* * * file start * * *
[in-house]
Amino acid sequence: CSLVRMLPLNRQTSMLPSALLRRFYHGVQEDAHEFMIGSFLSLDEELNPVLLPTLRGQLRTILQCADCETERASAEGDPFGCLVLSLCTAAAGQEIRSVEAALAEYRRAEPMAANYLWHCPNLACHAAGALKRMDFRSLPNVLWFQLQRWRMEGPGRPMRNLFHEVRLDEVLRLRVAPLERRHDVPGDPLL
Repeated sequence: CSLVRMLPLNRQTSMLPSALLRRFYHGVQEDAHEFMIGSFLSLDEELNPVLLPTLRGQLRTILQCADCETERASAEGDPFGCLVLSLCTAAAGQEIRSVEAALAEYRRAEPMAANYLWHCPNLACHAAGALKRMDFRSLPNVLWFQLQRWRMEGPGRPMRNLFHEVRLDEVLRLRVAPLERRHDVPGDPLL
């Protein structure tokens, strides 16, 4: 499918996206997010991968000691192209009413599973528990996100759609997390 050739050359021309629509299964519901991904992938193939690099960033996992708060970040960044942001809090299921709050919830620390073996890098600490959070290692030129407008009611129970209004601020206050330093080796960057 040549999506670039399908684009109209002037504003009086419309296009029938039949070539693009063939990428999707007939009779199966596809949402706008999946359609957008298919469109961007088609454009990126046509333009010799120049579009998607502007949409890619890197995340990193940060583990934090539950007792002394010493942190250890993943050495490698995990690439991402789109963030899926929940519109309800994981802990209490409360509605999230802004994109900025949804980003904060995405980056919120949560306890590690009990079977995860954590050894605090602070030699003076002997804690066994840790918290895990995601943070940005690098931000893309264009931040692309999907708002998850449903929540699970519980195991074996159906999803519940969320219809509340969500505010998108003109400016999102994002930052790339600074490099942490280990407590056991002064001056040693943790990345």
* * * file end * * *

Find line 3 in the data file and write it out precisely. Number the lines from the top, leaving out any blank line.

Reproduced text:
Repeated sequence: CSLVRMLPLNRQTSMLPSALLRRFYHGVQEDAHEFMIGSFLSLDEELNPVLLPTLRGQLRTILQCADCETERASAEGDPFGCLVLSLCTAAAGQEIRSVEAALAEYRRAEPMAANYLWHCPNLACHAAGALKRMDFRSLPNVLWFQLQRWRMEGPGRPMRNLFHEVRLDEVLRLRVAPLERRHDVPGDPLL